Zagreb - The Croatian parliament on Tuesday adopted the state budget for 2023, the state's most important financial document geared towards alleviating the consequences of the economic crisis, maintaining economic growth and development and preserving social security.
The budget was supported by 77 MPs while 50 voted against it.
The first Croatian budget in euros is the seventh budget of the government led by Andrej Plenković.
Budget revenue is expected to amount to close to €25 billion, while expenditure is planned to total €26.7 billion, with the general government deficit set at €1.6 billion or 2.3% of GDP.
Next year inflation is expected to slow down from this year's 10.4% to 5.7%.
Tax revenue is expected to amount to €13.3 billion, an increase of 4.8%. Most tax revenue is expected to come from VAT, in the amount of €9.1 billion. Revenue from special taxes and excise taxes is projected to amount to €2.2 billion, while profit tax revenue is expected to amount to €1.6 billion.
The increased budget expenses reflect the government's policy, geared towards further enhancing the quality of social care and support to the most vulnerable groups, sustainability of the pension system, continuation of demographic measures and continuation of post-earthquake reconstruction.
Ten amendments put forward by MPs adopted
Also adopted were ten amendments proposed by MPs of the parliamentary majority and opposition MPs, worth €9.5 million, including one worth one million euros and proposed by SDP MP Sabina Glasovac for free menstrual products in schools and shelters for women victims of violence, and one by Marina Opačak Bilić (Social Democrats), who sought additional funding for the prevention of youth violence, worth €150,000.
Funding intended for the implementation of family and population policy measures was increased to €758,000 owing to an amendment put forward by Romana Nikolić (Social Democrats).
MP: Budget benefits state and government, not citizens
Nine party groups and 29 MPs initially put forward 428 amendments to the budget, of which 58 were invalid.
With the exception of the ten amendments that were adopted, all the others were rejected both by the government and the parliament.
The Opposition was angry about it and reiterated its objections in the parliament today.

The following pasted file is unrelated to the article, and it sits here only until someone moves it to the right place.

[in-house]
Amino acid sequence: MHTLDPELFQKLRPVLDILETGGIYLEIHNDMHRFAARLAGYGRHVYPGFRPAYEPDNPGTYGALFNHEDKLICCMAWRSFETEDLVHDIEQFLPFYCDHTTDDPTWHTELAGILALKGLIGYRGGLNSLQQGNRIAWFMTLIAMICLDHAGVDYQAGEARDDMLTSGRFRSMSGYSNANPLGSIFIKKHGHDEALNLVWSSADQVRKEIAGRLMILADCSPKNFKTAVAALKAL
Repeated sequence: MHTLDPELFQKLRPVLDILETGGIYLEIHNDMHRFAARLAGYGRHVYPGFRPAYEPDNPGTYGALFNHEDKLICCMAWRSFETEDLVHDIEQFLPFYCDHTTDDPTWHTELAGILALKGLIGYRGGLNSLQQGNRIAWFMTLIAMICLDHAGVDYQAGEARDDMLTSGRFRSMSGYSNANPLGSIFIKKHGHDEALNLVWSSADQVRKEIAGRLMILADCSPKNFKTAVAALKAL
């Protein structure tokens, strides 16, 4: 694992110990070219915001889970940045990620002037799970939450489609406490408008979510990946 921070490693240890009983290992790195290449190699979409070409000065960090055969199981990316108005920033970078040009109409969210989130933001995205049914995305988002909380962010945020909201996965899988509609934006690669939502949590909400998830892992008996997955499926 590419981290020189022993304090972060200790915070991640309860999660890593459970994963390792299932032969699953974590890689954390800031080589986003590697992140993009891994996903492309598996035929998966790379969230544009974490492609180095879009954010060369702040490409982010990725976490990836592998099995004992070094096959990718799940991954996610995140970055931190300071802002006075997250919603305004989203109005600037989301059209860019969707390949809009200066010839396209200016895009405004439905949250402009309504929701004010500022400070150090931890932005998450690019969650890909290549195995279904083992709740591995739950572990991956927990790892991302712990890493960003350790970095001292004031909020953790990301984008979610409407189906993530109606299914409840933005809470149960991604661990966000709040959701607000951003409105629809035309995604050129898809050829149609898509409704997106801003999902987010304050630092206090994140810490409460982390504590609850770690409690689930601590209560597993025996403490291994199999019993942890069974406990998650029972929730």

SDP MP Peđa Grbin said the budget benefitted the government and the state but not the citizens.
He said that the budget did not guarantee that wages and pensions would go up next year or that social benefits would increase.
Grbin noted that the biggest problem was the fact that anti-inflation aid measures would expire at the end of March and that the budget did not envisage any aid schemes beyond that deadline.
The budget was increased by €20 billion, of which only one billion is intended for higher wages and pensions, he said.
That means that citizens should prepare for a drop in wages and pensions and lower living standards, he said.
The Opposition also objects that the 2023 budget does not envisage any serious reforms.
HDZ MP: 2023 will be challenging, gov't has created right measures
The budget does not bring anything new but further borrowing in the amount of €1.8 billion, said Marijan Pavliček (HS), noting that his "late grandfather would handle state finances better than this government."
He also stressed that the European Commission was enabled to borrow "in our name." "You are now allowing Brussels to do what Belgrade used to do," he said.
Bridge party MPs reiterated dissatisfaction with the rejection of their amendments intended for the earthquake-struck Banovina region, criticising Petrinja Mayor Magdalena Komes (HDZ) of voting against her own town by voting against Bridge's amendments.
HDZ MP Grozdana Perić dismissed the opposition's objections, stressing that the 2023 budget was designed to alleviate the consequences of the crisis and maintain economic growth and social security.
We are one of the few countries that has economic growth, in 2023 we will enter the euro area, we are reducing imbalances, she said.
Next year will be challenging but the government's fiscal policy measures are appropriate, she said.